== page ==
Parasite infections can cause adverse effects on health, survival and welfare of forest musk deer. However, few studies have quantified the parasite infection status and evaluated the parasite temporal dynamics and differences between breeding centers for captive forest musk deer. The purpose of this study was to assess seasonal and regional effects on the parasite prevalence, shedding capacity, diversity, aggregation and infracommunity to establish baseline data on captive forest musk deer. The McMaster technique was applied to count parasite eggs or oocysts in 990 fecal samples collected at three breeding centers located in Qinling Mountains and Tibetan Plateau during spring, summer, and winter. Five gastrointestinal parasite groups were found in musk deer, and Eimeria spp. were dominant (mean oocysts per gram=1273.7±256.3). A positive correlation between Eimeria spp. and Strongyloides spp. (r=0.336, p<0.001) based on shedding capacity data was found, as well as a negative correlation between Eimeria spp. and Moniezia spp. (r=−0.375, p=0.003). Both seasonal and regional differences in diversity, prevalence, shedding capacity, aggregation and infracommunity were observed for five parasite groups. The low level of aggregation and high shedding capacity of Eimeria spp. and Strongyloides spp. might reflect the contaminated environment, and indicate that host-parasite relationships are unstable. The high degree of aggregation of Trichuris spp., Ascaris spp., and Moniezia spp. also suggests that some individual hosts had less ability to resist pathogens and greater transmission potential than others. These conclusions suggest that a focus on disease control strategies could improve the health of forest musk deer in captivity.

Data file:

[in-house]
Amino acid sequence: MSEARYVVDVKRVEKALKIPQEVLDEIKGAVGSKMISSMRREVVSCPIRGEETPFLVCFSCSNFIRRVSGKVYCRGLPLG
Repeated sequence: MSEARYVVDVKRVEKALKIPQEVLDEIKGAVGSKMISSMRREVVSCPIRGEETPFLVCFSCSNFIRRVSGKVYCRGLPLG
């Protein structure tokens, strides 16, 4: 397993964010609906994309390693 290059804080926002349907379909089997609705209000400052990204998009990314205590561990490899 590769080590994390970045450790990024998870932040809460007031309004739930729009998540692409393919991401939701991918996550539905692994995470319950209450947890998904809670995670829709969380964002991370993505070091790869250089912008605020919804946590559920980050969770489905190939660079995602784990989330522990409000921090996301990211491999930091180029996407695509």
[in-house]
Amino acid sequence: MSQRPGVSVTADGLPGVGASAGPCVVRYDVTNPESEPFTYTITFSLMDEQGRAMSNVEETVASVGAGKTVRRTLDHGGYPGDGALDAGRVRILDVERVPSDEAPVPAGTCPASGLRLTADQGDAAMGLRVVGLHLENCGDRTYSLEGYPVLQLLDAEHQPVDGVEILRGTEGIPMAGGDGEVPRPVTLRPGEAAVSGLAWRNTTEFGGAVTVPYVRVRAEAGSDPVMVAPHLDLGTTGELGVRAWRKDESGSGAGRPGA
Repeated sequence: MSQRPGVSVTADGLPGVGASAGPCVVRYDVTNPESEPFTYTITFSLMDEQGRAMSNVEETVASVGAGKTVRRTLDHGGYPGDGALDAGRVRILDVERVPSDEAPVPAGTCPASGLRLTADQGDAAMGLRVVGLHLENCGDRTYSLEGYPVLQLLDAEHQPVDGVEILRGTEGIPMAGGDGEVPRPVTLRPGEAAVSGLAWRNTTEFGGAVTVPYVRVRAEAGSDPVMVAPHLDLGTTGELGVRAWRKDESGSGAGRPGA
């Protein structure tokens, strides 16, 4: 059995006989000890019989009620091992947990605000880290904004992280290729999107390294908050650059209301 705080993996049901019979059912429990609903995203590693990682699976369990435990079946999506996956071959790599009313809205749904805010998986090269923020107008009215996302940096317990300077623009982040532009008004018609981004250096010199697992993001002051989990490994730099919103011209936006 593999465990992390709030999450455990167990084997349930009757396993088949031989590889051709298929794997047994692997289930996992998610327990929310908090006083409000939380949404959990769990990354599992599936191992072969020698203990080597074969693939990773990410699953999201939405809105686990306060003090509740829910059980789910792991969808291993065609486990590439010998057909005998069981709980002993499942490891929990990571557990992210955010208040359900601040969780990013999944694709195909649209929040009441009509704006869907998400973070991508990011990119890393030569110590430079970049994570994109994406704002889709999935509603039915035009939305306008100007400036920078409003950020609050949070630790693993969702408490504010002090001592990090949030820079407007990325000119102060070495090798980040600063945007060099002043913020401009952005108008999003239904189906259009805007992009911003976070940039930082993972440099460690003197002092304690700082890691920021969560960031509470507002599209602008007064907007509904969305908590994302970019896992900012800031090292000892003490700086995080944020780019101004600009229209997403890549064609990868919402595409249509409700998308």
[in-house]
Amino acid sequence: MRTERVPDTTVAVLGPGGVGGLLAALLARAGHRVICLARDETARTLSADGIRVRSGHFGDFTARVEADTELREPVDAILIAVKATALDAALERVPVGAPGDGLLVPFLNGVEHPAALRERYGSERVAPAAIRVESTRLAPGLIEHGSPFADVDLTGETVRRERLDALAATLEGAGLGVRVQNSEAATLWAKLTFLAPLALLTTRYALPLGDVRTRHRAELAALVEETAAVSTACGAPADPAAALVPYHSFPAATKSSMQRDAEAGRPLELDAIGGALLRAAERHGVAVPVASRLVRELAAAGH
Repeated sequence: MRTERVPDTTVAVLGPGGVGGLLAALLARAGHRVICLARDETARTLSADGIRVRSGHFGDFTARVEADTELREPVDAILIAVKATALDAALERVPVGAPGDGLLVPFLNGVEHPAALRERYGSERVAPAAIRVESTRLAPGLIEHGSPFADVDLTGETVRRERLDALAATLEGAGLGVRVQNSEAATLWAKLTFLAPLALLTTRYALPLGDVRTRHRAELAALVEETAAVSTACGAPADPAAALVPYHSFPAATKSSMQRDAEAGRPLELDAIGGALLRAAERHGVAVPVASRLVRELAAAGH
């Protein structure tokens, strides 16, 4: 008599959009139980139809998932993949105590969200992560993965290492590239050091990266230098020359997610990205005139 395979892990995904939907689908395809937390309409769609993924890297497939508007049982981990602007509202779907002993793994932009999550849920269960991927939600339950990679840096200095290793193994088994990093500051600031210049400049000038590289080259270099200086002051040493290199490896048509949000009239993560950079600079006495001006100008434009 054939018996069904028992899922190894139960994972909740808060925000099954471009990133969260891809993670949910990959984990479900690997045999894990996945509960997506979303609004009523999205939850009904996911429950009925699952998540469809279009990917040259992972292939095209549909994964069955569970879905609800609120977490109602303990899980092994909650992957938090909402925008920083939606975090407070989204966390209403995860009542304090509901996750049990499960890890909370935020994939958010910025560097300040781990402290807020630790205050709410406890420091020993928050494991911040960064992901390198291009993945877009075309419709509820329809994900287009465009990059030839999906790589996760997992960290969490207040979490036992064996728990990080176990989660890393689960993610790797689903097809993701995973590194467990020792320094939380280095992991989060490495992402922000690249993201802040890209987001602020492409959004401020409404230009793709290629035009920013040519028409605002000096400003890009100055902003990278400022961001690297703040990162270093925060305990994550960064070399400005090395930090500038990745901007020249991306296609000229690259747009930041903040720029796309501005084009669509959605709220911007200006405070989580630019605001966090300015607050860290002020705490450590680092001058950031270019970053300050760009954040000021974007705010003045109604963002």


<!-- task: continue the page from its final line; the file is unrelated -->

Graphical abstract image

      PubDate: 2017-09-30T04:42:28Z
      DOI: 10.1016/j.actatropica.2017.09.021
      Issue No: Vol. 177 (2017)
       
  • Advantages of bioconjugated silica-coated nanoparticles as an innovative
           diagnosis for human toxoplasmosis
    • Authors: Ibrahim Aly; Eman E. Taher; Gehan EL nain; Hoda EL Sayed; Faten A. Mohammed; Rabab S. Hamad; Elsayed M. Bayoumy
      Pages: 19 - 24
      Abstract: Publication date: January 2018
      Source:Acta Tropica, Volume 177